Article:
Study: Subsidies Would Boost Produce Intake, Cut Obesity Rates

Coventry, EnglandA study published in Science Advances revealed that price distortion has a direct impact on the fruit and vegetable intake of consumers. Researchers at the University of Warwick report that government subsidies of 25% would increase fruit and vegetable consumption and allow for healthier diets.

The research team used data on food purchases in the United States from the NielsenIQ Homescan dataset to determine how much what a consumer pays for fruit and vegetables varies due to their preferences over quantities and qualities of fruits and vegetables, and how much is due to these fixed costs.

They determined that fresh produce costs 40% more than its unhealthy counterparts. The study revealed that 15% of produce under-consumption is due to high prices, which accounts for the average intake being two-thirds lower than what is recommended. Experts say a possible solution to these price and consumption gaps is subsidies, which would counteract a distorted market created by fixed prices.

“There is something wrong with the market, which is that there’s a high fixed cost in the provision of fruits and vegetables,” said study author Thijs van Rens, Ph.D. of Economics “The effect of that is that the prices are too high, and consumption too low. What is worse: The effect is stronger when demand is low. And demand happens to be low where people are poor. So this market failure not only makes us all unhealthier, but it increases health inequality as well.”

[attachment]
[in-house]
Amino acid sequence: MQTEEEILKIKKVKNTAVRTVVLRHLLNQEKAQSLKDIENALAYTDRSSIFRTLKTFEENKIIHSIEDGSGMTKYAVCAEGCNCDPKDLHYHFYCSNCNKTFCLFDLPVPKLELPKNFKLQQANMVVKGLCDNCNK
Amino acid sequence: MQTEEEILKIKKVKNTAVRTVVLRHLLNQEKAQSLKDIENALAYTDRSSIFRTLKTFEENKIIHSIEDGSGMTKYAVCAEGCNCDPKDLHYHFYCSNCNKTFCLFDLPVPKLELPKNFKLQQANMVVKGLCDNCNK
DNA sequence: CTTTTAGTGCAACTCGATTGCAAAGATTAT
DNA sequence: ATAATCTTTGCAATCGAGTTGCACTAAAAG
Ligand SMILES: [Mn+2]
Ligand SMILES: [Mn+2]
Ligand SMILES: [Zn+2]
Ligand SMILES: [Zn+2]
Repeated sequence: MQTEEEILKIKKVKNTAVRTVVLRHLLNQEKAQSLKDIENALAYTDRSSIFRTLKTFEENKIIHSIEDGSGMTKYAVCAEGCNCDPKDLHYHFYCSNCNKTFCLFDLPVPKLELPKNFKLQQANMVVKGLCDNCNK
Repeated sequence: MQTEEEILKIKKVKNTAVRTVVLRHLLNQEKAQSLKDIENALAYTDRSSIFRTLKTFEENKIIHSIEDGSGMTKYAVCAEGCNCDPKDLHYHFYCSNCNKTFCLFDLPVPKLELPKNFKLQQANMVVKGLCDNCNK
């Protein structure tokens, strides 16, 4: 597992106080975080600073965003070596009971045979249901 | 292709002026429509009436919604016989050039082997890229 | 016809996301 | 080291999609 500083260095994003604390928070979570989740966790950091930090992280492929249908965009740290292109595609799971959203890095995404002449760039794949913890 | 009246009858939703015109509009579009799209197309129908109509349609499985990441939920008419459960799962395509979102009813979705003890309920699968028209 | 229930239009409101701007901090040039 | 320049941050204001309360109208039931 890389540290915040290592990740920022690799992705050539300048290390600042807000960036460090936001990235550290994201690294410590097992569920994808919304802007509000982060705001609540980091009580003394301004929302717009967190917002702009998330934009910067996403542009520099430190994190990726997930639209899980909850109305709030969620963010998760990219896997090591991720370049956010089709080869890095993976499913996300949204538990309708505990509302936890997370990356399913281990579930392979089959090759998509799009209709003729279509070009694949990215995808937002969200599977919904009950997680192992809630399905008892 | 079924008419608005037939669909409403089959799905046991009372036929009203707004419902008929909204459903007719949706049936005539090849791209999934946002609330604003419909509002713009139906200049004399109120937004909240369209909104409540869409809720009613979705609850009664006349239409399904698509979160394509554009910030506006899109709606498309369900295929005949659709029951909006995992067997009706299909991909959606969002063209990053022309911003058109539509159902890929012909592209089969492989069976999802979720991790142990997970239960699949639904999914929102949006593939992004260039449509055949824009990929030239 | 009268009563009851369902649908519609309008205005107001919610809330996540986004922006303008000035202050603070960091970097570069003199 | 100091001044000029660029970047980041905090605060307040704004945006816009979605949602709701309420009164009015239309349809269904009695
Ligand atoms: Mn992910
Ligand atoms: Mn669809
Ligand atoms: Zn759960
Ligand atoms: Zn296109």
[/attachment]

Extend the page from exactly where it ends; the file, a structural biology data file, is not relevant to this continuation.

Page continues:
In addition, he said, “We find that if the market were working correctly, consumers would buy 15% more fruit and vegetables than they currently do, which would constitute a huge gain for public health.”

According to the research, fixed prices stop the market from distributing a higher number of fruits and vegetables to customers, hurting both consumers and producers. Therefore, reducing the price of produce would create higher fruit and vegetable consumption and align with consumer preference, according to the study. These changes  could potentially decrease monumental obesity rates and decrease UK’s National Health Service (NHS) spending, the researchers note.

“There is no debate that fruit and vegetable consumption would increase if you subsidize it. The main contribution of our research is to show that the market is already so distorted that this subsidy would benefit every single consumer in the economy,” Dr. van Rens concludes.

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